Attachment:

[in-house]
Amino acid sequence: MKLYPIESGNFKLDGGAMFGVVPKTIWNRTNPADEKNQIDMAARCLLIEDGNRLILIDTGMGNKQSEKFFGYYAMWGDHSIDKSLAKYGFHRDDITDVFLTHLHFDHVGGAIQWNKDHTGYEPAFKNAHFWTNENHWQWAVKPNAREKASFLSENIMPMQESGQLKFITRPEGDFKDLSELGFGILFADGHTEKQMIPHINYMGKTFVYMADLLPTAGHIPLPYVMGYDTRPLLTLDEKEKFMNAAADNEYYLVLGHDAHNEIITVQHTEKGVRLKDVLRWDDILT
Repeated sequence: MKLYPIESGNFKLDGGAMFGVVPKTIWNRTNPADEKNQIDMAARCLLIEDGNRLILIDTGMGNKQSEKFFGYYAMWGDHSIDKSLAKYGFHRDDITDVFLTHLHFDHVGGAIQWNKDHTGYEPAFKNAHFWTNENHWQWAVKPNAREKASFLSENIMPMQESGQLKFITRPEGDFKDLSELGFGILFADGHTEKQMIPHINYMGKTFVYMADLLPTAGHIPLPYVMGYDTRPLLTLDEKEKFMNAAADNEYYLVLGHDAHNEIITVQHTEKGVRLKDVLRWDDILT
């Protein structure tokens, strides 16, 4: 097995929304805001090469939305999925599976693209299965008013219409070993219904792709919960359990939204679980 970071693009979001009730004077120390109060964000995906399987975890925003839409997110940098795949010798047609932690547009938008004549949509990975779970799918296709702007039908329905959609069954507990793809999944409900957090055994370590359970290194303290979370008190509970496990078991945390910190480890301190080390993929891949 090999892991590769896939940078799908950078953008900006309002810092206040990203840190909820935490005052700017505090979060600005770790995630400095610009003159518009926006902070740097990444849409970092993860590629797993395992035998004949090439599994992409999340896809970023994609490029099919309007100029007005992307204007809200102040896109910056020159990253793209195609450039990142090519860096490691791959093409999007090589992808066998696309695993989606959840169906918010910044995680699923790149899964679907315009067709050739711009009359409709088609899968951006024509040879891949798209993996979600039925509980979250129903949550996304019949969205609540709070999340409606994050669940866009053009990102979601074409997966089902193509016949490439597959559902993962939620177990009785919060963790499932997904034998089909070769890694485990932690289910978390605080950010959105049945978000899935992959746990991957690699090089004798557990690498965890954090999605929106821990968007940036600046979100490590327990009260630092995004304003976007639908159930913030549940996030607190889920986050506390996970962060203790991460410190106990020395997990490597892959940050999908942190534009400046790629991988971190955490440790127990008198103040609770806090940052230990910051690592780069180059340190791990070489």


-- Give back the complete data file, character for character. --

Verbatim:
[in-house]
Amino acid sequence: MKLYPIESGNFKLDGGAMFGVVPKTIWNRTNPADEKNQIDMAARCLLIEDGNRLILIDTGMGNKQSEKFFGYYAMWGDHSIDKSLAKYGFHRDDITDVFLTHLHFDHVGGAIQWNKDHTGYEPAFKNAHFWTNENHWQWAVKPNAREKASFLSENIMPMQESGQLKFITRPEGDFKDLSELGFGILFADGHTEKQMIPHINYMGKTFVYMADLLPTAGHIPLPYVMGYDTRPLLTLDEKEKFMNAAADNEYYLVLGHDAHNEIITVQHTEKGVRLKDVLRWDDILT
Repeated sequence: MKLYPIESGNFKLDGGAMFGVVPKTIWNRTNPADEKNQIDMAARCLLIEDGNRLILIDTGMGNKQSEKFFGYYAMWGDHSIDKSLAKYGFHRDDITDVFLTHLHFDHVGGAIQWNKDHTGYEPAFKNAHFWTNENHWQWAVKPNAREKASFLSENIMPMQESGQLKFITRPEGDFKDLSELGFGILFADGHTEKQMIPHINYMGKTFVYMADLLPTAGHIPLPYVMGYDTRPLLTLDEKEKFMNAAADNEYYLVLGHDAHNEIITVQHTEKGVRLKDVLRWDDILT
């Protein structure tokens, strides 16, 4: 097995929304805001090469939305999925599976693209299965008013219409070993219904792709919960359990939204679980 970071693009979001009730004077120390109060964000995906399987975890925003839409997110940098795949010798047609932690547009938008004549949509990975779970799918296709702007039908329905959609069954507990793809999944409900957090055994370590359970290194303290979370008190509970496990078991945390910190480890301190080390993929891949 090999892991590769896939940078799908950078953008900006309002810092206040990203840190909820935490005052700017505090979060600005770790995630400095610009003159518009926006902070740097990444849409970092993860590629797993395992035998004949090439599994992409999340896809970023994609490029099919309007100029007005992307204007809200102040896109910056020159990253793209195609450039990142090519860096490691791959093409999007090589992808066998696309695993989606959840169906918010910044995680699923790149899964679907315009067709050739711009009359409709088609899968951006024509040879891949798209993996979600039925509980979250129903949550996304019949969205609540709070999340409606994050669940866009053009990102979601074409997966089902193509016949490439597959559902993962939620177990009785919060963790499932997904034998089909070769890694485990932690289910978390605080950010959105049945978000899935992959746990991957690699090089004798557990690498965890954090999605929106821990968007940036600046979100490590327990009260630092995004304003976007639908159930913030549940996030607190889920986050506390996970962060203790991460410190106990020395997990490597892959940050999908942190534009400046790629991988971190955490440790127990008198103040609770806090940052230990910051690592780069180059340190791990070489």